In the fifth chapter of the same treatise allusion is made to the danger of passing from sensistic empiricism to rationalism: "Nolentes credere quod non intelligunt, credentes derident."

Condemnation of Roscelin. Scholastic philosophy contained from the very outset an element of rationalism, which Cardinal González [8] describes as "Un racionalismo sui generis." The Scholastic movement was the outcome of an intellectual renaissance of Christian civilization, and hence the danger arose of claiming for reason too much freedom in the domain of theological inquiry. The peril which Scholasticism had to fear was twofold: the abuse of reason on the part of the rationalist and the undue restriction of reason on the part of the mystic. Fulbert of Chartres (died 2029), Othlo of Regensburg (died 1083), and St. Peter Damian (998-1073) had already sounded the note of alarm, and had condemned the abuse of dialectic. Berengar of Tours (999-2088) had brought discredit on the Scholastic movement by his heterodox views on the question of transubstantiation, and his condemnation in 1050 by four different councils resulted in a more or less widespread suspicion of all philosophers and of philosophy itself. Under the influence of Lanfranc (1005-1089), abbot of Bec, and afterwards archbishop of Canterbury, there began what may be described as a reaction against the use of dialectic. The effect of Roscelin's Trinitarian error was similar to that of Berengar's heresy.
[8] Historia de la Filosofia (Madrid, 1886), II, 218.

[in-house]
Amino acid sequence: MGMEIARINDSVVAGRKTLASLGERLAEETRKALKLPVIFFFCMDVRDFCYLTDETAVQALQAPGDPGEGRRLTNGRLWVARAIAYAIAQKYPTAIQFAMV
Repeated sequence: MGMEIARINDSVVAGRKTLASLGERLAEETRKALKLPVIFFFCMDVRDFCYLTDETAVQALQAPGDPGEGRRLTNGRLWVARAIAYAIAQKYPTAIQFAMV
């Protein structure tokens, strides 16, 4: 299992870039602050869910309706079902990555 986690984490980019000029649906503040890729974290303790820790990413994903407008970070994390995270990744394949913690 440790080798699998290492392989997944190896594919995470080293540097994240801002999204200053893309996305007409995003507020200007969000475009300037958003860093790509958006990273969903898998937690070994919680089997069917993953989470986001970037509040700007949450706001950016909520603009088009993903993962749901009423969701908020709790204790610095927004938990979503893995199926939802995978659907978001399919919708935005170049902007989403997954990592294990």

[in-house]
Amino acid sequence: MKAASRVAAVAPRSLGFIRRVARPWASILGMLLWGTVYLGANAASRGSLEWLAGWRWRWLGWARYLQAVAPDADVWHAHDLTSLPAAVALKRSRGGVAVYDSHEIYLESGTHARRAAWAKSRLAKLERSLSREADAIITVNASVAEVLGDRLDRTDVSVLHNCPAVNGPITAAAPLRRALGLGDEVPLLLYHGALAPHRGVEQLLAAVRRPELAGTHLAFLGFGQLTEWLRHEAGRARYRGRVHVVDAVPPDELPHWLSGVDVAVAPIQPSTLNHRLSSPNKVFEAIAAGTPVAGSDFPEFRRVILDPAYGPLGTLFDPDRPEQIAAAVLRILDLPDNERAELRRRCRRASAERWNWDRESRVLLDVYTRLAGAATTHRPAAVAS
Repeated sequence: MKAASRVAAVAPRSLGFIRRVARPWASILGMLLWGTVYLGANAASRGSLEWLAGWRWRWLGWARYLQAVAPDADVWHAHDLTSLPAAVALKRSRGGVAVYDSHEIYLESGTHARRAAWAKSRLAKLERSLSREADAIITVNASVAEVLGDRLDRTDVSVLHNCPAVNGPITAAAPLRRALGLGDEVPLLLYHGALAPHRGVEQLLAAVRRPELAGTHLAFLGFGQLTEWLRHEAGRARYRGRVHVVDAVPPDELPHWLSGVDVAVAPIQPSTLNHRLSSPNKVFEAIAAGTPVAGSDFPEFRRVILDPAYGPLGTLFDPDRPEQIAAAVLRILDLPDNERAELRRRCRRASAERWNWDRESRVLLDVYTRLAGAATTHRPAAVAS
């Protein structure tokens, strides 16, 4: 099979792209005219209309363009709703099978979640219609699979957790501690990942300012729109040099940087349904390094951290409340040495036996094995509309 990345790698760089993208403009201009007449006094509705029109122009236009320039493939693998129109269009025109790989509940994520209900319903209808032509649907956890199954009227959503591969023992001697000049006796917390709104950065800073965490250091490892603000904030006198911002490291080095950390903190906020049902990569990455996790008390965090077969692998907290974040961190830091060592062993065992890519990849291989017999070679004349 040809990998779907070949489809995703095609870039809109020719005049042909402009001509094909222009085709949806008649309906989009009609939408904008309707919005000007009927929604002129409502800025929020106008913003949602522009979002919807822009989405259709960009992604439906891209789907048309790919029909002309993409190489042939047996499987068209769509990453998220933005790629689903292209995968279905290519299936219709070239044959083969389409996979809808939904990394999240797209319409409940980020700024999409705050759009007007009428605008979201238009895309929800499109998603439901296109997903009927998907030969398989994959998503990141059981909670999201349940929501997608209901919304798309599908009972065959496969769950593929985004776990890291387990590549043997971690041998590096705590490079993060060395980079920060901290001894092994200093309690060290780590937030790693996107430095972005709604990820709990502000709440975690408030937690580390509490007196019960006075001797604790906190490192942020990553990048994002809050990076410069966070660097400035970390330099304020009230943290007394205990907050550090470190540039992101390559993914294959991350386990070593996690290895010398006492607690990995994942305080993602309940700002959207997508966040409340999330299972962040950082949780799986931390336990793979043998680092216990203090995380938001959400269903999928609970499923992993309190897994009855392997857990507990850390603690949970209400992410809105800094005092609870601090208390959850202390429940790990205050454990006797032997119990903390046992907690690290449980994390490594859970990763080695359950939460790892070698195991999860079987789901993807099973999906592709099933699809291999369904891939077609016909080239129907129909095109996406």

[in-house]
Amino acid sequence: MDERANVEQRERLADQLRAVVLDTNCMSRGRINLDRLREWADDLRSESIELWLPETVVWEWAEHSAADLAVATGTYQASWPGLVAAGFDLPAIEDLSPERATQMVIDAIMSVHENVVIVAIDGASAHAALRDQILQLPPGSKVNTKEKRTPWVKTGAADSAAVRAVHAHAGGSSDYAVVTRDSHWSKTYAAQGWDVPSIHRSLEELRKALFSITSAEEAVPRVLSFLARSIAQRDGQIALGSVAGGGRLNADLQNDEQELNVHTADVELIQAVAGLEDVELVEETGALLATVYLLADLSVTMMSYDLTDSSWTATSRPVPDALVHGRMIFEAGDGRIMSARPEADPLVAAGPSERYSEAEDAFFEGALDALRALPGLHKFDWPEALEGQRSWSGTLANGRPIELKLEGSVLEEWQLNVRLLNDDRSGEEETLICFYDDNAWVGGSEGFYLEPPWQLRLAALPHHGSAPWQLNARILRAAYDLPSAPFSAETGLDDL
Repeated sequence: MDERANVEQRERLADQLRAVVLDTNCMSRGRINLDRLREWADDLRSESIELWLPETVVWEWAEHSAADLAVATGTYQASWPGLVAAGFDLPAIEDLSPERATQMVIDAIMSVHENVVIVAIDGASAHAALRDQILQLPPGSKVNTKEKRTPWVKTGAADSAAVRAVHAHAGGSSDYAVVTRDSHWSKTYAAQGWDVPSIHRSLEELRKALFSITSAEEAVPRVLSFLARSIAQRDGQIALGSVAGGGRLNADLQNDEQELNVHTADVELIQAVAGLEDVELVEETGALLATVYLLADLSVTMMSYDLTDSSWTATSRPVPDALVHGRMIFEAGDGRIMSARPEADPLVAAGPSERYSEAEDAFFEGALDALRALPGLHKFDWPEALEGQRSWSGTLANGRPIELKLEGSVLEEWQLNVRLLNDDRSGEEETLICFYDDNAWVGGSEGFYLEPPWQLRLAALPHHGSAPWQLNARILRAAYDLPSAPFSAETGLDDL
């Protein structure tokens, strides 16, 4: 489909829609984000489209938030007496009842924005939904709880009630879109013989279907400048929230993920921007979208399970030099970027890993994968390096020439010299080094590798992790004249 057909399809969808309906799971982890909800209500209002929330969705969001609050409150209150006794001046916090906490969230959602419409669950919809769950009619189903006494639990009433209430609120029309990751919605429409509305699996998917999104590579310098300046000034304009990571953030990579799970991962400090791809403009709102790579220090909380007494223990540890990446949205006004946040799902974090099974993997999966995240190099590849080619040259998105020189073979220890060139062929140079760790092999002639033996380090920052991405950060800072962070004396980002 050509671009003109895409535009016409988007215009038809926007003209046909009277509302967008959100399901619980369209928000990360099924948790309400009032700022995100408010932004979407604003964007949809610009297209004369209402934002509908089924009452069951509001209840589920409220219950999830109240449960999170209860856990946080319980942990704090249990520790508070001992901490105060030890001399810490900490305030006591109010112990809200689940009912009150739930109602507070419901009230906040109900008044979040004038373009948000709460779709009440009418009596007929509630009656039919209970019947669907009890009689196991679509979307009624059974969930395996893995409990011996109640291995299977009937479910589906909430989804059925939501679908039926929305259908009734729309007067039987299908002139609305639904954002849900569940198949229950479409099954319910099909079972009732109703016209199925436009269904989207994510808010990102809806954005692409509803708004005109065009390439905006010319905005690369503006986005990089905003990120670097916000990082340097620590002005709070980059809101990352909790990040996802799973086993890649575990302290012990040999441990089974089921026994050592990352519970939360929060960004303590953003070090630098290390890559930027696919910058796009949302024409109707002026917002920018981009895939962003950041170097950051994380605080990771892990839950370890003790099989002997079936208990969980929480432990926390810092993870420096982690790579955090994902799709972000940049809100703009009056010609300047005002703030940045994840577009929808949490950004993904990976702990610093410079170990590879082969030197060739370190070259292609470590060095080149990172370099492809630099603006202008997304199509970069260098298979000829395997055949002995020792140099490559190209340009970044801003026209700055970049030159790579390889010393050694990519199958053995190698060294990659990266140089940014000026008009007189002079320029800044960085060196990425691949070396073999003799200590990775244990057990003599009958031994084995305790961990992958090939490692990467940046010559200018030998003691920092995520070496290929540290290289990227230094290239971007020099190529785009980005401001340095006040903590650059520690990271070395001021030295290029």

At the council of Soissons, held in 1092, Roscelin was obliged to retract his heretical teachings concerning the Trinity, but he continued, apparently, to teach his nominalistic dialectic. Again, in 1094, he was cited before the council of Rheims, and again he retracted (abjuravit). Afterwards, however, if St. Anselm is correct, [9] Roscelin asserted that he retracted "quia a populo interfici timebat." Picavet [10] makes no mention of the second council, and maintains that the council of Soissons never condemned Roscelin; that, in fact, it could not condemn him, because he repudiated the doctrines attributed to him by John, a monk of the abbey of Bec. [11] Nevertheless, Roscelin was virtually condemned by public opinion, and although after his brief sojourn in England he was restored to the dignity of canon and was even allowed to teach, he gave occasion to Anselm and others to look with suspicion on the use of dialectic argumentation, and on any attempt at opposing the realism which was the traditional view, -- the antiqua doctrina, as Abelard calls it.
[9] De Fide Trinit., I, r.

[10] Op. cit.

[11] Labbaeus (X, 497) and Mansi (XX, 795) give the documents referring to the council held at Rheims in 2094. In these documents there is no mention of Roscelin.
Historical Position. Roscelin is not to be dismissed with the remark that he was "a dangerous heretic." His heretical doctrines are indeed to be deplored both because of the errors which they contain and because of the momentary discredit which they brought on the Scholastic movement; but it must be remembered that Roscelin remained faithful to his Catholic convictions, and by the strictness of his conformity to Christian ideals of conduct earned the right of criticising his contemporaries. In this respect he is to be contrasted with his pupil, Abelard, who was a rationalist devoid of all reverence for dogma and for traditional morality. Roscelin was an independent thinker who carried freedom of thought to the verge of rationalism. He represents an important phase of the Scholastic movement, -- the beginning of the age of dialectic madness, through which the movement had to pass before reaching the age of constructive activity.